One of the ways that anti-phishing tools screen for attacks is by looking at the content of a message. If the tool sees that numerous recipients are getting the exact same message, it’ll be tagged as suspicious and go through further evaluation. But ChatGPT can automate message generation such that each target recipient gets a (somewhat) unique lure message, thus evading the anti-phishing mass message test.


Another type of social engineering is a fake website made to look legitimate, but having links to malicious sites or triggers for drive-by malware downloads. ChatGPT is more than capable of writing entire websites that can be used for malicious purposes.


It looks like companies will need to up their game on user security awareness training and screening for phishing campaigns hitting their email. In what other ways do you foresee ChatGPT being used maliciously?


We definitely have to be concerned about AI-generated malware. Intelligent chatbots lower the barrier to entry for creating malicious software. I’ve heard people saying that the next big coding language is English. Even someone with very low technical skills can give the order for ChatGPT to write code for things like ransomware, viruses, spyware, keyloggers, and other types of programs intended to do harm.


Forums are already popping up on the dark web for threat actors to exchange information on how to perfect their AI-generated code. They’ve even shared example code that ChatGPT generated for the purpose of encrypting/decrypting files, which of course can be used in ransomware attacks.


AI-generated code is indistinguishable from human-written code, and it’s faster and easier to produce. That could help threat actors change their TTPs [tactics, techniques, and procedures] faster than they can be detected and stopped. For example, ChatGPT can write code for polymorphic malware, which has the ability to mutate and change its signatures frequently. This is a real concern for security researchers and the anti-malware industry. Detection capabilities might also need to use AI to keep pace with modern malware—to fight fire with fire.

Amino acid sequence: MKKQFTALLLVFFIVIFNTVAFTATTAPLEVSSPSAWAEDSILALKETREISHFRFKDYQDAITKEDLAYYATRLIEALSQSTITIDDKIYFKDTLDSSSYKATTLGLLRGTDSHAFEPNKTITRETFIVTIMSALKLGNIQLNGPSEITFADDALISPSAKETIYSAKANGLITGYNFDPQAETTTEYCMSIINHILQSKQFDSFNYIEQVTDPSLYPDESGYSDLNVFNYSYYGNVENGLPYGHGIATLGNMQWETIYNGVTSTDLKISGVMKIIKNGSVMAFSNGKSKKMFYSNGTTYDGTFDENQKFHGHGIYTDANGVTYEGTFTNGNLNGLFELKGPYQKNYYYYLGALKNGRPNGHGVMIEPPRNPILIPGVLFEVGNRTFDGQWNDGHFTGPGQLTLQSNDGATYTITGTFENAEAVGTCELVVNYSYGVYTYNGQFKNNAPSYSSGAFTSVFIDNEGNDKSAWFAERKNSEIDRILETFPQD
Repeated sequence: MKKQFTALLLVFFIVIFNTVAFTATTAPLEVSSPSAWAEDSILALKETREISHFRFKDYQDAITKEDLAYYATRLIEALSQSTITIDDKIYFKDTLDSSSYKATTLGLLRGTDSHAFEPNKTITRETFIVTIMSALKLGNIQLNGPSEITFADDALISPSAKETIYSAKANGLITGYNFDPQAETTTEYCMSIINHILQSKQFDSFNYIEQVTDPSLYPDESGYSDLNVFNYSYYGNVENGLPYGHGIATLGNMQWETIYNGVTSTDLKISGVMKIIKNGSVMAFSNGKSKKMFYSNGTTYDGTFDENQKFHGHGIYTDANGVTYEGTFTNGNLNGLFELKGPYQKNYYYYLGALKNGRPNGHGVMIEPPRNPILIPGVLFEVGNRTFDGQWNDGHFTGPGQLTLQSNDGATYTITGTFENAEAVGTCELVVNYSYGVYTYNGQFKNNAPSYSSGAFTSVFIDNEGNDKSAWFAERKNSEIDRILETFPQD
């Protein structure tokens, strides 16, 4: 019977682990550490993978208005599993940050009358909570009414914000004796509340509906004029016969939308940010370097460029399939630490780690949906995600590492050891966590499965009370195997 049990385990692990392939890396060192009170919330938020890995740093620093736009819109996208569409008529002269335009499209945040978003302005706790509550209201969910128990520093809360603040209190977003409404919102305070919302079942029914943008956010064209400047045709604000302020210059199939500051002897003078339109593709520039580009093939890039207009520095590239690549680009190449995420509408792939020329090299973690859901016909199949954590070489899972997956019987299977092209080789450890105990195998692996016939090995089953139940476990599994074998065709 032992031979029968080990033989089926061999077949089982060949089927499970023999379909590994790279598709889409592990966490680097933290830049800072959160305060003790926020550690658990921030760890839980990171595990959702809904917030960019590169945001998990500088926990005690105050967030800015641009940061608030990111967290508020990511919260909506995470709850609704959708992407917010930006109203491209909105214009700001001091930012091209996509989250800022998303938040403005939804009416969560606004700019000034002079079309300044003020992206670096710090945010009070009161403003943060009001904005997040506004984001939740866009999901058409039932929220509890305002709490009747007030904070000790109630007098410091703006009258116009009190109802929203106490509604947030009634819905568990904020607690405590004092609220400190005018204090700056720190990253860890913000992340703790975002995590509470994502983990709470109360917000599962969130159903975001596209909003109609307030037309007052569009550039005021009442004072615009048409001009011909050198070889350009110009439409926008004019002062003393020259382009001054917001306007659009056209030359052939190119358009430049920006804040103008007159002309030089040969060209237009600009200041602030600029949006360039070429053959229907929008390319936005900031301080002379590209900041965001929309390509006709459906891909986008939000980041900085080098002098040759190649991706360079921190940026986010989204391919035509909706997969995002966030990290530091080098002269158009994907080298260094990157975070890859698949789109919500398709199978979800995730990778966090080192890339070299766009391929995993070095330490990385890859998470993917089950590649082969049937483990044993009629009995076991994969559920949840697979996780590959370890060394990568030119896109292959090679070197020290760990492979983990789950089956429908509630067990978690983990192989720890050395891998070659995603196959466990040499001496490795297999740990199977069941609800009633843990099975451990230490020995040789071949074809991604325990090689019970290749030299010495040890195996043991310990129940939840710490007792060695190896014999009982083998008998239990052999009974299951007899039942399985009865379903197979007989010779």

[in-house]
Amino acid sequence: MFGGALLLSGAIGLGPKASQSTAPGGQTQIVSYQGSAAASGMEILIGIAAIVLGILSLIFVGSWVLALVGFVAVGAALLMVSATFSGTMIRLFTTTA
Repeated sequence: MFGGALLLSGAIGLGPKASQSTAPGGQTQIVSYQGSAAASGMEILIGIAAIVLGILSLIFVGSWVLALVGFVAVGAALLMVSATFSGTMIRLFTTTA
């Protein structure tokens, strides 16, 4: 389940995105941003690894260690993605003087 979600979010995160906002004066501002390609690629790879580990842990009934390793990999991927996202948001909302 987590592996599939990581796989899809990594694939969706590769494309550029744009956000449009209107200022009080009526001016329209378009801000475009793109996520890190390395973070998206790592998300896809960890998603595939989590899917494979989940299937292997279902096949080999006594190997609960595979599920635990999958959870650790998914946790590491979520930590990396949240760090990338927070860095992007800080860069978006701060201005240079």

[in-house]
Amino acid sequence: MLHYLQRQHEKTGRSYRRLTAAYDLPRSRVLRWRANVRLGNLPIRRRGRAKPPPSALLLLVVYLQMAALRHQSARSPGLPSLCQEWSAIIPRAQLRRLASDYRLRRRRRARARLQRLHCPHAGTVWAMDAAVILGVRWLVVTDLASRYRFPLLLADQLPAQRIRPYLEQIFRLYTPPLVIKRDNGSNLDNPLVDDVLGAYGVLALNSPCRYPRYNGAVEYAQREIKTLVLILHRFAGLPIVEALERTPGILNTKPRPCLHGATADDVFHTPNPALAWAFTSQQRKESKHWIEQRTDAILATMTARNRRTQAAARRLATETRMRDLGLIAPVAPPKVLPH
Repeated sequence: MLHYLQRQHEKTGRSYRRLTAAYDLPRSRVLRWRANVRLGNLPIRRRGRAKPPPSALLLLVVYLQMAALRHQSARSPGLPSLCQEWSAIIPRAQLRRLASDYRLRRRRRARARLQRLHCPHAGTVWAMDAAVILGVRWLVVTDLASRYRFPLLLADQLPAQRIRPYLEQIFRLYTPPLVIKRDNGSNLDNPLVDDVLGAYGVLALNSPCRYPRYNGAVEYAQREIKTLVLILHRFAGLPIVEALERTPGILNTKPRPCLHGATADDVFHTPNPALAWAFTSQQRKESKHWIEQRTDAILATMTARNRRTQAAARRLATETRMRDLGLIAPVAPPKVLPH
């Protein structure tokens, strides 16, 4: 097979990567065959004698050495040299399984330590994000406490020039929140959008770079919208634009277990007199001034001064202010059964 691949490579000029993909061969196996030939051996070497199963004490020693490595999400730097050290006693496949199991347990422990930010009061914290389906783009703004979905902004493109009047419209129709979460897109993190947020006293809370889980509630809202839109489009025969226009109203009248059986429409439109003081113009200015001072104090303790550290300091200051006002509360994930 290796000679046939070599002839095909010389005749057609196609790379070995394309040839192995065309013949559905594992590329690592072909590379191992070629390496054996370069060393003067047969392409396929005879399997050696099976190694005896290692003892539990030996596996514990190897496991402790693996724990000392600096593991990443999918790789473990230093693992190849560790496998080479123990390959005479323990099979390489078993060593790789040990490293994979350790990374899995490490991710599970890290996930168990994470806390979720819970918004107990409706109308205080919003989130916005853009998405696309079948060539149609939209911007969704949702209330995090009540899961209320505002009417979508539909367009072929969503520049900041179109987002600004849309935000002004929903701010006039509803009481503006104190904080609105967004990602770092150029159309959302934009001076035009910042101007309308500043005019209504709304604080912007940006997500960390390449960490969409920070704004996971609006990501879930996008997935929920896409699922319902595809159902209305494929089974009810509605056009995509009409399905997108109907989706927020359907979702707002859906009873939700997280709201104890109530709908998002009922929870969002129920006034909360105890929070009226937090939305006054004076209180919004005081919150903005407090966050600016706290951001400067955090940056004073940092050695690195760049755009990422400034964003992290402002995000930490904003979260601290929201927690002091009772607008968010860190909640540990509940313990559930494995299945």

How do you see security vendors incorporating ChatGPT or similar technologies into their products or processes?


There are a lot of potentially innovative uses for AI tech like ChatGPT in security platforms. Take incident response, where security teams are buried in alerts. A chatbot could serve as an incident commander. Or, more safely, a co-commander—one that directs some of the simpler processes of incident response in a human voice. Keeping cool during an incident is critical, so the conversational nature of the ChatGPT interface brings a lot of value to IR management.